It's due in theaters May 8, and there's already a sequel planned.

Live long and prosper

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by Jason Gargano 01.14.2011
at 12:41 PM | Permalink | Comments (0)
 
 
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Friday Movie Roundup: Winona Ryder Edition

There was a time when Winona Ryder could do no wrong. Simultaneously intelligent, beautiful and creatively savvy, Ryder burst onto the scene with a series of late-1980s roles informed by a refreshingly offbeat sensibility best exemplified by her adorable goth-girl breakthrough in Tim Burton's Beetlejuice and her career-defining performance as Veronica in Heathers, a scathing black comedy that still holds up 20 years later.

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by Jason Gargano 11.26.2008
at 02:50 PM | Permalink | Comments (0)
 
 

Wednesday Movie Roundup: Turkey Shoot

The first disappointment of the holiday movie season has reared its head — Baz Luhrmann’s much-anticipated Australia fails to deliver on its high expectations. The Aussie director's long-gestating follow-up to Moulin Rouge founders despite the presence of bona-fide movie stars who can also act — fellow Aussies Nicole Kidman and Hugh Jackman — both whom deserve better than this well-meaning but bloated pastiche of numerous old-school genre epics.

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by Jason Gargano 08.26.2011
at 01:37 PM | Permalink | Comments (0)
 
 
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Friday Movie Roundup: Horror: Hollywood's Breadwinner

I just finished reading Shock Value, Jason Zinoman's entertaining look at “how a few eccentric outsiders gave us nightmares, conquered Hollywood and invented modern horror.”

The book celebrates a genre and group of filmmakers often ghettoized when compared to the better-known New Hollywood revolution of the 1970s, a rightly celebrated period and movement — roughly between Arthur Penn's Bonnie and Clyde (1967) and Martin Scorsese's Raging Bull (1980) — that was investigated in Peter Biskind's equally entertaining Easy Riders, Raging Bulls.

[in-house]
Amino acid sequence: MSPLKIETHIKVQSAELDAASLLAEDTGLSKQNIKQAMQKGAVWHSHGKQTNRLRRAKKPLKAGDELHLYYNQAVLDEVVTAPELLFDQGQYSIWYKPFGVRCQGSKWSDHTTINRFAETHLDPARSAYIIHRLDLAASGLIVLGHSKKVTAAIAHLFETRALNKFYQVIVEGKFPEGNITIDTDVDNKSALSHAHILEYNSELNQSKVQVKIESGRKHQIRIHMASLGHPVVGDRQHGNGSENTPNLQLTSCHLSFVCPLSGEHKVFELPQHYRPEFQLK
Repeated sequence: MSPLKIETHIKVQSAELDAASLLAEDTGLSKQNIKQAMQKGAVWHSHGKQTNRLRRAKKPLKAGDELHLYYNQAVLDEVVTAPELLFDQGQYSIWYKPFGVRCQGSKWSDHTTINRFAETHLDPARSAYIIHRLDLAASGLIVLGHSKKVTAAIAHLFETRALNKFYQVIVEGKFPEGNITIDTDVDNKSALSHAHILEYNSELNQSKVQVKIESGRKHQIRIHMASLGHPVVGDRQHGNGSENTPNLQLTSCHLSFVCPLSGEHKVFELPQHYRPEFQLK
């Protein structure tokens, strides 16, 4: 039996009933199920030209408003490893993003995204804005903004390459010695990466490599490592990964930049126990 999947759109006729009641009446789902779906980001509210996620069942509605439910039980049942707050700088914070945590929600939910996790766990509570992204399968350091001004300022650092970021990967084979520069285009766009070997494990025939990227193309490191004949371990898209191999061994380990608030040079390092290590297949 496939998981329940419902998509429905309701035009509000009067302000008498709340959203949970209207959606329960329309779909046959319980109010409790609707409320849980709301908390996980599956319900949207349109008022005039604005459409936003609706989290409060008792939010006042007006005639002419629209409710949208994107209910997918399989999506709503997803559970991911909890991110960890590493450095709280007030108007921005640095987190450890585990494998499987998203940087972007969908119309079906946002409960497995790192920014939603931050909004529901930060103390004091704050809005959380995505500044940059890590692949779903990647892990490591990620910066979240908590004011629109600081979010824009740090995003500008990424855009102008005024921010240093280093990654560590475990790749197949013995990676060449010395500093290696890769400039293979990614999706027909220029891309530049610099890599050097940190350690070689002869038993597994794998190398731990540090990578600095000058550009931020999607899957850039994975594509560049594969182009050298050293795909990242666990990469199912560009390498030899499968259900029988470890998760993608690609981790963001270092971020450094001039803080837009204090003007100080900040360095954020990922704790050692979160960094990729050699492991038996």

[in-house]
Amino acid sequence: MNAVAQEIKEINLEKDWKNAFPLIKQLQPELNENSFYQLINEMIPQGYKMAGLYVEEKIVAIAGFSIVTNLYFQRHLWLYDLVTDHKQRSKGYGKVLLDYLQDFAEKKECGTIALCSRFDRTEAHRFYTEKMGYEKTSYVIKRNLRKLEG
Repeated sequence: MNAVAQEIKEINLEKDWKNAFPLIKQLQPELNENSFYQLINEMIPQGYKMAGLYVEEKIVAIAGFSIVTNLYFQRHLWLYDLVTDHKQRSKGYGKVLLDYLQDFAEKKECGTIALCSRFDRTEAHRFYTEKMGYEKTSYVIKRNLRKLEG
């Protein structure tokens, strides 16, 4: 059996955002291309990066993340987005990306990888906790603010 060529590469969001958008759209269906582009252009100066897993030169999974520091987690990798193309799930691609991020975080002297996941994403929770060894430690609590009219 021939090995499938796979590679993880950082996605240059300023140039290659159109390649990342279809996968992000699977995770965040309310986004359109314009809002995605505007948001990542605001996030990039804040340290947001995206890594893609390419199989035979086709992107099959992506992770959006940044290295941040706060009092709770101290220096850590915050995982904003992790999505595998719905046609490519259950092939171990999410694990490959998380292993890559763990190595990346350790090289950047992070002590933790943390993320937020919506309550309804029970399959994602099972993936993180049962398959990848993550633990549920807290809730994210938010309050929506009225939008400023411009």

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by Jason Gargano 09.29.2011
at 10:45 AM | Permalink | Comments (0)
 
 
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Cincinnati Film Festival Opens Tonight!

New Cincinnati Film Festival (CFF) Director of Programming Brandon Harris isn't shy about pimping the quality of his choices for this year's fest: “This represents the most ambitious and internationally acclaimed program of films ever screened in Cincinnati.”

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by Jason Gargano 11.14.2008
at 04:33 PM | Permalink | Comments (0)
 
 

Friday Movie Roundup: Eternal Neuorsis of Charlie Kaufman's Mind

According to The New York Times recent “Holiday Movies” calendar, 12 films are scheduled to open in New York City today. In contrast, just two new films are set play in a Cincinnati movie house: Charlie Kaufman’s Synecdoche, New York and the latest Bond flick, Quantum of Solace.

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by Jason Gargano 08.07.2009
at 01:30 PM | Permalink | Comments (0)
 
 
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Friday Movie Roundup: Goodbye, John Hughes

John Hughes, the writer and/or director of such 1980s staples as Sixteen Candles, Pretty in Pink and The Breakfast Club, died of a heart attack yesterday at age 59. That sucks for a variety of reasons, the least of which is that few filmmakers made popular entertainments with as much heart, authenticity and wit as Hughes, and fewer still did it in the largely vapid genre of teen comedy.

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by Jason Gargano 07.29.2011
at 12:10 PM | Permalink | Comments (0)
 
 
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Friday Movie Roundup: Ryan Gosling x 2 Edition

We have a odd-ball batch of opening films this week, including a pair of documentaries (one about a fascinating 1970s experiment on a chimpanzee, the other about a money- and fame-hungry woman disguised as a political and cultural leader); a pair of genre mashups (one a sci-fi western starring Daniel Craig and Harrison Ford, the other a romantic dramedy featuring yet another beguiling turn from Ryan Gosling); and a 1980s cartoon staple that probably should have stayed untouched by studio executives.